Will the middle say ‘I do’ to gay marriage?
May 11th, 2012
This piece was originally posted on Politico.
President Barack Obama’s announcement Wednesday in support of marriage for gay couples answered one key question: Where does he — and so his party — stand? Now the big question is: Are Americans in the middle ready to accept this?
That answer can be yes, based on our four years of extensive research into that precise question — if marriage supporters heed three crucial lessons about how the middle views this issue.
First, the “rights” frame is wrong. One word emerged during our nine rounds of research that described how Americans in the middle view marriage: commitment.
In fact, when undecided Americans were asked what marriage means to them, “commitment” came up four times as often as the word “love.” “Rights” never came up — not once. To folks in the middle, marriage is about making a promise to care for each other for a lifetime, through better or worse.
They often focused on the latter — because that is what makes marriage unique from other relationships. To them, marriage is about one thing: the obligation and responsibility that comes with making a public promise of lifetime commitment.
Second, the middle needs to know that gay couples want to join the institution of marriage — not change it.
In our polling, folks in the middle weren’t sure why gay couples want to marry. When asked why “couples like them” might want to marry, the middle’s answer grew out of their conception of the institution, with nearly six in 10 saying it is “to publicly acknowledge their love and commitment to each other.”
But why do gay couples want to marry? A plurality said it is “for rights and benefits — like tax advantages, hospital visitation or sharing a spouse’s pension.” Another 25 percent said, “I don’t know.”
Given that marriage advocates have long made their case by focusing on the rights and benefits of marriage, it only follows that many Americans in the middle are confused about gay couples’ motivations.
But this misconception is dangerous. Most couples don’t marry for tax advantages and visitation rights — they marry for profound reasons of love and commitment. Among those who felt gay couples want marriage for other reasons, their feelings toward marriage for gay couples were skeptical.
But this misperception is correctable. Our research found that when marriage supporters focus on gay couples wanting to make a public promise of lifetime commitment, the middle recognizes these reasons as upholding traditional marriage values — not changing them. And they are more likely to support marriage for gay couples.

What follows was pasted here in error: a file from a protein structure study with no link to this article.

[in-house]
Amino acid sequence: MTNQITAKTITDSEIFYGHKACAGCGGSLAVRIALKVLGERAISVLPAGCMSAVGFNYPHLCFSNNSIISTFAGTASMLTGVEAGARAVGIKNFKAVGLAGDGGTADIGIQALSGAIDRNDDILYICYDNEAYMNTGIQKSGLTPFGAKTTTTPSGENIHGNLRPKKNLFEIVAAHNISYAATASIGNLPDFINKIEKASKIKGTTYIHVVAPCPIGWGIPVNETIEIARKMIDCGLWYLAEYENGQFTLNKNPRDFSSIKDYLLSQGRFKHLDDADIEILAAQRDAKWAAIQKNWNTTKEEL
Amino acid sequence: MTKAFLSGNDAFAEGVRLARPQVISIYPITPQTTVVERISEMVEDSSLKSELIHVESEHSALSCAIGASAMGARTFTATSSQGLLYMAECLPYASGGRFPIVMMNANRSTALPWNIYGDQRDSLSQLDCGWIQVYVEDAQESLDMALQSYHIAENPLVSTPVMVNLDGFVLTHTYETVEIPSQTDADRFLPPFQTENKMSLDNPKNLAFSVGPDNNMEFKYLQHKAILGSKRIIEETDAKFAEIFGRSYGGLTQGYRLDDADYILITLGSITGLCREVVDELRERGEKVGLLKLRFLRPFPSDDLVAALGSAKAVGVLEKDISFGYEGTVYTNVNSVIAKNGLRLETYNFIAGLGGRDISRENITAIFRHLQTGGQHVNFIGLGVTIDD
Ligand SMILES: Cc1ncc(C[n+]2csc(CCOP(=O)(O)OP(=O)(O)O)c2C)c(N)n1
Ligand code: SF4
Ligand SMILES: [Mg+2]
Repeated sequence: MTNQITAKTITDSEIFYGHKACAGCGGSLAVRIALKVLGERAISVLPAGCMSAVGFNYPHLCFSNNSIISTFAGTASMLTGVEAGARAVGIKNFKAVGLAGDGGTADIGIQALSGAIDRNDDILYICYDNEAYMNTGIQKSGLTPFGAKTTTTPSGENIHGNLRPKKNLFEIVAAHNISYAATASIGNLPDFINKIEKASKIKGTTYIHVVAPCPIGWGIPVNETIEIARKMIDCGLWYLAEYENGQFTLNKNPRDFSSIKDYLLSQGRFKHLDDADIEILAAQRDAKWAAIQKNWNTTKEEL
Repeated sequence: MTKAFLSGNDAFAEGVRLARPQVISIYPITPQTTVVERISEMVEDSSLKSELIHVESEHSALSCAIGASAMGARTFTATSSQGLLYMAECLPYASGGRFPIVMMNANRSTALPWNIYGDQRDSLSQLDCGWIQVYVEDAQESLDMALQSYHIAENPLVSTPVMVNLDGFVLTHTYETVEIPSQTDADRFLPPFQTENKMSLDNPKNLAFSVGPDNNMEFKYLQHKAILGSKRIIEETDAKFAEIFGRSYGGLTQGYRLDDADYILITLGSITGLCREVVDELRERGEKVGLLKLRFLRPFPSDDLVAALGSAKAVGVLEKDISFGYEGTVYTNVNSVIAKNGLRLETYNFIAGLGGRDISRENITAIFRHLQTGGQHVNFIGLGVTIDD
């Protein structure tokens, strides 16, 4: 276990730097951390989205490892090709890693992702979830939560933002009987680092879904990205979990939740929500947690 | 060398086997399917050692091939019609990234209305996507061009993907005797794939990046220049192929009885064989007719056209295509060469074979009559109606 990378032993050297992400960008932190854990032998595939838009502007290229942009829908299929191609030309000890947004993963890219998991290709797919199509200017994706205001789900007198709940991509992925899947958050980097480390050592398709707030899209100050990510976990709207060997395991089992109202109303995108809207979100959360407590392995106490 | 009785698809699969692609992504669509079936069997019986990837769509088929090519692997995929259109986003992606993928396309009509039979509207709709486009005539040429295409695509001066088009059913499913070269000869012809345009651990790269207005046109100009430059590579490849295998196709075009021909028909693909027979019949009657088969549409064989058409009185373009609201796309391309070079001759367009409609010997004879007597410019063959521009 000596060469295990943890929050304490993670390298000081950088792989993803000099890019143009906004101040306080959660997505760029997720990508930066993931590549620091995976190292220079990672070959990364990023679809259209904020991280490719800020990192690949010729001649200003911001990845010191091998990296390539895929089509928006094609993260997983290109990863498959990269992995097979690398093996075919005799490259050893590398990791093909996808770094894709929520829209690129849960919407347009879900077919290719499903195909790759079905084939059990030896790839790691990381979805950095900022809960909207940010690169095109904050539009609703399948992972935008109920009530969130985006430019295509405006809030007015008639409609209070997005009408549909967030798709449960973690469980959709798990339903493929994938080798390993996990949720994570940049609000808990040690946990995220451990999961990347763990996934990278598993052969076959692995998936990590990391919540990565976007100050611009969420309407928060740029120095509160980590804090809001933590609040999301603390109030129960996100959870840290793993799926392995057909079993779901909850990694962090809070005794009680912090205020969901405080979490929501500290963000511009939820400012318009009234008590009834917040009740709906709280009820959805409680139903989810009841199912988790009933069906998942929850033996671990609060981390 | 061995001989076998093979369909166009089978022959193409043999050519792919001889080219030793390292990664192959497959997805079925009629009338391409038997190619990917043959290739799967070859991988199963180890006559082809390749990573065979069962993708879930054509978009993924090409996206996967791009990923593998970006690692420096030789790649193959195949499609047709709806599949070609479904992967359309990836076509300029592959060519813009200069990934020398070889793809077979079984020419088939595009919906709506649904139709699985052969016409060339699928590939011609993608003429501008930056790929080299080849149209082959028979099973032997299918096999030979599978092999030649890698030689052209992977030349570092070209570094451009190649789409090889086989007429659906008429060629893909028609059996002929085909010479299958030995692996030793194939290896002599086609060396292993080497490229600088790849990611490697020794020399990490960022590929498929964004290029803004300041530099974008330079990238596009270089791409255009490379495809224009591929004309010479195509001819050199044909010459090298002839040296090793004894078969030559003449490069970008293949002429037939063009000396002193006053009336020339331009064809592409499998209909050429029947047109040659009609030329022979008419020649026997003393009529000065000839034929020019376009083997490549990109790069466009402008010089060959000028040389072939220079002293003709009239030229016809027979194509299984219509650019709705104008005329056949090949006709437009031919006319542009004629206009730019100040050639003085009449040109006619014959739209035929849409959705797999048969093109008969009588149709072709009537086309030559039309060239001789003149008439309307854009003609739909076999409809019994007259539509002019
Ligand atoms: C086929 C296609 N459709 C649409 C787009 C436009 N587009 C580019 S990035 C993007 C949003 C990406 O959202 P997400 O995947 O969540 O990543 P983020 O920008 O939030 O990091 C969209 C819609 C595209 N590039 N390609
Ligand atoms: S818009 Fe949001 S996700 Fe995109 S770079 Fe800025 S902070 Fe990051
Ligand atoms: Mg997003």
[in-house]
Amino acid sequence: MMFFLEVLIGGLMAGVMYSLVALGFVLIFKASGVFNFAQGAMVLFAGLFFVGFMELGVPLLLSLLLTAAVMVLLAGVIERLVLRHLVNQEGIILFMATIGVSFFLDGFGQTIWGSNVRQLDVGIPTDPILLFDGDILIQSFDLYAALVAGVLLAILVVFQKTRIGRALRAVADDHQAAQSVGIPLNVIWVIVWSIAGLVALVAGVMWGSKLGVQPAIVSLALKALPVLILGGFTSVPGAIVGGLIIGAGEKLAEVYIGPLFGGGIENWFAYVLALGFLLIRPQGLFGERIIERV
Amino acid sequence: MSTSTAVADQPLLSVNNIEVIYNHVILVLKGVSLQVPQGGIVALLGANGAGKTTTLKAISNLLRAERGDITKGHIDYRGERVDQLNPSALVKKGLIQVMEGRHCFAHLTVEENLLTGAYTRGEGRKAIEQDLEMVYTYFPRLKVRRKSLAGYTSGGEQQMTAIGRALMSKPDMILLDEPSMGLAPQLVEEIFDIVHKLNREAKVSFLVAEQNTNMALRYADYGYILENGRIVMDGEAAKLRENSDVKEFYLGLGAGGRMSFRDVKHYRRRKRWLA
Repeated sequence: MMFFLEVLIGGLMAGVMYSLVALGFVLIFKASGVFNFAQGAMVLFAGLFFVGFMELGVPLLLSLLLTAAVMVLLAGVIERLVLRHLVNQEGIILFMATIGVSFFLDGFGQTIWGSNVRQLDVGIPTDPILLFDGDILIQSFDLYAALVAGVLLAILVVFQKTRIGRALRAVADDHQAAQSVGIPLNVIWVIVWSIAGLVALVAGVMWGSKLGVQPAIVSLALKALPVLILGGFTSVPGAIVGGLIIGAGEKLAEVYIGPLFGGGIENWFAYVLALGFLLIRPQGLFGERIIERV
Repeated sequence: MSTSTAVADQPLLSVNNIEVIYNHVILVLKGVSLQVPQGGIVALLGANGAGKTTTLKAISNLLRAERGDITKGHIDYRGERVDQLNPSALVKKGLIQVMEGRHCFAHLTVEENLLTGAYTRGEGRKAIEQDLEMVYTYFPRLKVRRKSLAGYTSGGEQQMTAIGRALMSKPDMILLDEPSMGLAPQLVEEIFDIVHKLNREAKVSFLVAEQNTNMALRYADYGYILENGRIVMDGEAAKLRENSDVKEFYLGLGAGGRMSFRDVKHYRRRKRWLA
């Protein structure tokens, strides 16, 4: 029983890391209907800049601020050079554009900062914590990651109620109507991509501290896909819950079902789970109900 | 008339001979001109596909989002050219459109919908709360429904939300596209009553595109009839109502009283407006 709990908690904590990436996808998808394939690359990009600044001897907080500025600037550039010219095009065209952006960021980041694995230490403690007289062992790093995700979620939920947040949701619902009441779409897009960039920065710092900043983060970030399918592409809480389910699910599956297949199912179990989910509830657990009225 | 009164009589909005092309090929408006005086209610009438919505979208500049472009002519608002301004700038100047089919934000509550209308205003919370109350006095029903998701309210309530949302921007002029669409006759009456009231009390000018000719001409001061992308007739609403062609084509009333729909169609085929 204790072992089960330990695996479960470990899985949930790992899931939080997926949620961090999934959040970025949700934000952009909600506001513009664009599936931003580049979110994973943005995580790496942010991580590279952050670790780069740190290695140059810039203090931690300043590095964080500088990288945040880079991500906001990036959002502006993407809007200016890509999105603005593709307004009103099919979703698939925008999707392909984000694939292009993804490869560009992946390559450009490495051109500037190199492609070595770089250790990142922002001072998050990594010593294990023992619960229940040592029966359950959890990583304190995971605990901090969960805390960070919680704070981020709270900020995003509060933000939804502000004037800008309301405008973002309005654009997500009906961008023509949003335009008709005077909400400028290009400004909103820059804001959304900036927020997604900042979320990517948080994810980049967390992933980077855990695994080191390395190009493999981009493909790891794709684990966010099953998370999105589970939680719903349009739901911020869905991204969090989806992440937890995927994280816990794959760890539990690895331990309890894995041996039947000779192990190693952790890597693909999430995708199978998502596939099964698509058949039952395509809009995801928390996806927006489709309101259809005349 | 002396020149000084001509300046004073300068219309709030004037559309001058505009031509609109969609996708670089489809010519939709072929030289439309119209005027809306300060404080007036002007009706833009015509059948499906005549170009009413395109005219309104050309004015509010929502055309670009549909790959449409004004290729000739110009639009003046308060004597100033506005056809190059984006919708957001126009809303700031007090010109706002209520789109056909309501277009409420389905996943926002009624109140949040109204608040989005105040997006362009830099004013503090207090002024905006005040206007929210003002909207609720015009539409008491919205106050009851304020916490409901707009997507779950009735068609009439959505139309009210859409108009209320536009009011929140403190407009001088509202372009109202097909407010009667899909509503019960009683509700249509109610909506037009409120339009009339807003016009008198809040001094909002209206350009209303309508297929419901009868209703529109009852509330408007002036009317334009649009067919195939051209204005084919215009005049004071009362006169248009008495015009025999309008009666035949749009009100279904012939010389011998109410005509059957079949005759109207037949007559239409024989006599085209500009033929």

Third, it is essential to answer concerns about religious liberty. Religion is a hurdle not a wall, and ignoring religious concerns doesn’t make the problem go away. In the recent victories in New York, Maryland and Washington state, supporters of marriage for gay couples included strong religious liberty protections in both message and policies.
For many voters in the middle, this is enough. As long as they feel their religious institution is under no obligation to sanction marriage for gay couples, they feel free to vote their conscience. Even a basic reminder that our First Amendment is the most robust in the world and guarantees that no pastor or priest will ever have to marry a couple he doesn’t want to marry can go a long way toward reassuring people concerned about religious liberty. Emphasizing the important protections for churches and religious organizations that have been included in state laws can help assuage any fears.
The president’s statement dealt with all three lessons. It could serve as a model of how to talk about marriage for gay couples to reach Americans in the middle.
He talked about his own personal journey on this issue in a genuine way that could resonate with others wrestling with it. He described how seeing committed gay couples in his life helped change his mind. He mentioned his concerns about religion but explained that he now sees religious marriage can be protected. And he emphasized that his support for marriage for gay couples stemmed not from a desire to provide rights but from seeing those couples’ commitment and fidelity.
If other policymakers and advocates take Obama’s lead, our years of research indicate that middle America will follow.